Acid Reducer Maximum Strength [OTC] [DSC]; Acid Reducer [OTC]; Deprizine FusePaq; GoodSense Acid Reducer [OTC]; Ranitidine Acid Reducer [OTC]; Zantac; Zantac 150 Maximum Strength [OTC]; Zantac 75 [OTC]
Acid Reducer; ACT Ranitidine; Apo-Ranitidine; Dom-Ranitidine; Myl-Ranitidine; Mylan-Ranitidine; PHL-Ranitidine; PMS-Ranitidine; RAN-Ranitidine; Ranitidine Injection, USP; ratio-Ranitidine; Riva-Ranitidine; Sandoz-Ranitidine; ScheinPharm Ranitidine; Teva-Ranitidine; Zantac; Zantac 75; Zantac Maximum Strength Non-Prescription
- It is used to treat gastroesophageal reflux disease.
- It is used to treat or prevent GI (gastrointestinal) ulcers.
- It is used to treat heartburn and sour stomach.
- It is used to treat syndromes caused by lots of stomach acid.
- It may be given to you for other reasons. Talk with the doctor.
- If you have an allergy to ranitidine hydrochloride or any other part of this drug.
- If you are allergic to any drugs like this one, any other drugs, foods, or other substances. Tell your doctor about the allergy and what signs you had, like rash; hives; itching; shortness of breath; wheezing; cough; swelling of face, lips, tongue, or throat; or any other signs.
- If you have porphyria.
- Tell dentists, surgeons, and other doctors that you use this drug.
- Avoid driving and doing other tasks or actions that call for you to be alert until you see how this drug affects you.
- Have your blood work checked. Talk with your doctor.
- This drug may affect certain lab tests. Be sure your doctor and lab workers know you take this drug.
- Tell your doctor if you have black, tarry, or bloody stools; you throw up blood; or your throw up looks like coffee grounds.
- If you are 65 or older, use this drug with care. You could have more side effects.
- Tell your doctor if you are pregnant or plan on getting pregnant. You will need to talk about the benefits and risks of using this drug while you are pregnant.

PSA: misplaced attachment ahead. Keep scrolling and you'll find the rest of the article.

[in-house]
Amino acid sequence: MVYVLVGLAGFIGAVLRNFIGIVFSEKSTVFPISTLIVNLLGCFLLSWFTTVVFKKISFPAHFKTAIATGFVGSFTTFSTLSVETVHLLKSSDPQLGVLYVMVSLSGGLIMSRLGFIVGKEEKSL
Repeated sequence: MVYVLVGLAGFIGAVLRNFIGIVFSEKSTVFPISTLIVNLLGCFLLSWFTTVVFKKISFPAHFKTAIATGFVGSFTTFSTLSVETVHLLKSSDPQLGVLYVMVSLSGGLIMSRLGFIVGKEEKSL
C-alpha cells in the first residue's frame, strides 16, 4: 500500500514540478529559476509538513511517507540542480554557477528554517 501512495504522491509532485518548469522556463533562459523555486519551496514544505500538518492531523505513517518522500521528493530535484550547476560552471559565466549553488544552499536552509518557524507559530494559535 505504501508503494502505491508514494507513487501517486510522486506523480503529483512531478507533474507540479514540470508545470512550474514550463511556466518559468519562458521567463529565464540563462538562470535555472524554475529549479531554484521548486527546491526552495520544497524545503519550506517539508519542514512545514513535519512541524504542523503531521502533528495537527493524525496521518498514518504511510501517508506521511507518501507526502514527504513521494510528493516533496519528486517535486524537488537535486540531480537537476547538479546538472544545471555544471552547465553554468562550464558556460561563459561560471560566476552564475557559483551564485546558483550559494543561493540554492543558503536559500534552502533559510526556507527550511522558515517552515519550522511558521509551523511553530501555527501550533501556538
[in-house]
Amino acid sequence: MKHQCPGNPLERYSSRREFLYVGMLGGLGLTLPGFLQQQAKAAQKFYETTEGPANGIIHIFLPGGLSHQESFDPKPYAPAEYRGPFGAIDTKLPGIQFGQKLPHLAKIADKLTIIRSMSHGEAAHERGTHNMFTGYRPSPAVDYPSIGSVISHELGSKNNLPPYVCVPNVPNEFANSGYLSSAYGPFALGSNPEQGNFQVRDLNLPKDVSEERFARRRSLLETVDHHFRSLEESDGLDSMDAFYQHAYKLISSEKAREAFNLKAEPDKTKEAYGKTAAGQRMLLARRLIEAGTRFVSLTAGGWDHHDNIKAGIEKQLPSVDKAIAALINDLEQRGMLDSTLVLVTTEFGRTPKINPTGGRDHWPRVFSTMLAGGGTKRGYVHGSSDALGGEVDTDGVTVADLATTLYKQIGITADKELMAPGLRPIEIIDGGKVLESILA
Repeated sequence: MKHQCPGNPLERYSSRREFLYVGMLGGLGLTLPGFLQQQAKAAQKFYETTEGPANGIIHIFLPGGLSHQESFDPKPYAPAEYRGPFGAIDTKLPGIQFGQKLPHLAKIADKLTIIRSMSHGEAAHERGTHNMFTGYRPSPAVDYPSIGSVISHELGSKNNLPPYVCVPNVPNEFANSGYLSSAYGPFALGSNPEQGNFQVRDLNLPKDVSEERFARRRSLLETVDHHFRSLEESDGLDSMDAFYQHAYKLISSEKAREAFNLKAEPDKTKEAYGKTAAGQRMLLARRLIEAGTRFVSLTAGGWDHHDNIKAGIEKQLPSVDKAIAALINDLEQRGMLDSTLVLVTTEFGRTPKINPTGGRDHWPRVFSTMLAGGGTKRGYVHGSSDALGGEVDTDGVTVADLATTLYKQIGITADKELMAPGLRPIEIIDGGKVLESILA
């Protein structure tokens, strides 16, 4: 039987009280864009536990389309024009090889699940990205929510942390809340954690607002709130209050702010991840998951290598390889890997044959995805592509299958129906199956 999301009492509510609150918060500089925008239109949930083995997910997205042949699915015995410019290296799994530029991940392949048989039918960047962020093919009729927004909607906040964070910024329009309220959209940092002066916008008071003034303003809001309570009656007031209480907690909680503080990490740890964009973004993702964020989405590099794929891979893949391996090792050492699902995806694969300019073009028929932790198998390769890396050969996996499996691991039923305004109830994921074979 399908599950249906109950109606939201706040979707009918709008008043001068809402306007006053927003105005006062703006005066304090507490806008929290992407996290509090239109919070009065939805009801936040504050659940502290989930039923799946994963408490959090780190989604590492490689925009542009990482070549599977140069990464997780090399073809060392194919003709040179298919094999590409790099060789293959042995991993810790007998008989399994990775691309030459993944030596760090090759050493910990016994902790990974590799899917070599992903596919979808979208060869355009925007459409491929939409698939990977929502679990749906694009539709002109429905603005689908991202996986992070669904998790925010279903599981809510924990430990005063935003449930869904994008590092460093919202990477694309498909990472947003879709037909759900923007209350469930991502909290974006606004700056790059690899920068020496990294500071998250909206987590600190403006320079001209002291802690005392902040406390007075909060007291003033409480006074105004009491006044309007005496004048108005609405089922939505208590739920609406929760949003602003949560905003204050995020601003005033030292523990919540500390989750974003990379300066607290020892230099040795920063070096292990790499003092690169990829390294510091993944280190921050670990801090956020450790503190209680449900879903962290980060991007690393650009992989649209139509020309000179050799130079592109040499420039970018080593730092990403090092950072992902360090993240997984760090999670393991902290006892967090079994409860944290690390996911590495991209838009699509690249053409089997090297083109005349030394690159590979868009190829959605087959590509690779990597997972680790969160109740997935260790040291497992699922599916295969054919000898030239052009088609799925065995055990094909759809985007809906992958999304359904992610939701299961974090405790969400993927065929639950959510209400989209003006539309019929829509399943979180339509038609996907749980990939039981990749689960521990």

- Tell your doctor if you are breast-feeding. You will need to talk about any risks to your baby.
- Signs of an allergic reaction, like rash; hives; itching; red, swollen, blistered, or peeling skin with or without fever; wheezing; tightness in the chest or throat; trouble breathing or talking; unusual hoarseness; or swelling of the mouth, face, lips, tongue, or throat.
- Very bad dizziness or passing out.
- Change in thinking clearly and with logic.
- Chest pain or pressure or a fast heartbeat.
- A heartbeat that does not feel normal.
- Very bad headache.
- Not able to pass urine.
- Any bruising or bleeding.
- Signs of liver problems like dark urine, feeling tired, not hungry, upset stomach or stomach pain, light-colored stools, throwing up, or yellow skin or eyes.
- Upset stomach or throwing up.
- Hard stools (constipation).
- Loose stools (diarrhea).
- Redness or swelling where the shot is given.
All oral products:
- Take with or without food. Take with food if it causes an upset stomach.
- Take at bedtime if you are taking once a day.
- Ask your doctor before you take antacids with this drug.
- Measure liquid doses carefully. Use the measuring device that comes with this drug. If there is none, get an oral syringe, a dropper, a spoon, or a cup (only for older children) from your pharmacist.
- It is given as a shot into a muscle or vein.
- Take a missed dose as soon as you think about it.
- If it is close to the time for your next dose, skip the missed dose and go back to your normal time.
- Do not take 2 doses at the same time or extra doses.
- The OTC tablet may be taken on an as needed basis. Do not take more often than every 12 hours unless told to do so by your doctor.
- Call the doctor to find out what to do.
- Keep all drugs out of the reach of children and pets.
- Check with your pharmacist about how to throw out unused drugs.
- Store at room temperature.
- Store in a dry place. Do not store in a bathroom.
- Protect from light.
- The shot will be given to you in a hospital or doctor’s office. You will not store it at home.
- If your symptoms or health problems do not get better or if they become worse, call your doctor.
- Do not share your drugs with others and do not take anyone else’s drugs.
- Keep a list of all your drugs (prescription, natural products, vitamins, OTC) with you. Give this list to your doctor.
- Talk with the doctor before starting any new drug, including prescription or OTC, natural products, or vitamins.
- Some drugs may have another patient information leaflet. If you have any questions about this drug, please talk with your doctor, pharmacist, or other health care provider.
- If you think there has been an overdose, call your poison control center or get medical care right away. Be ready to tell or show what was taken, how much, and when it happened.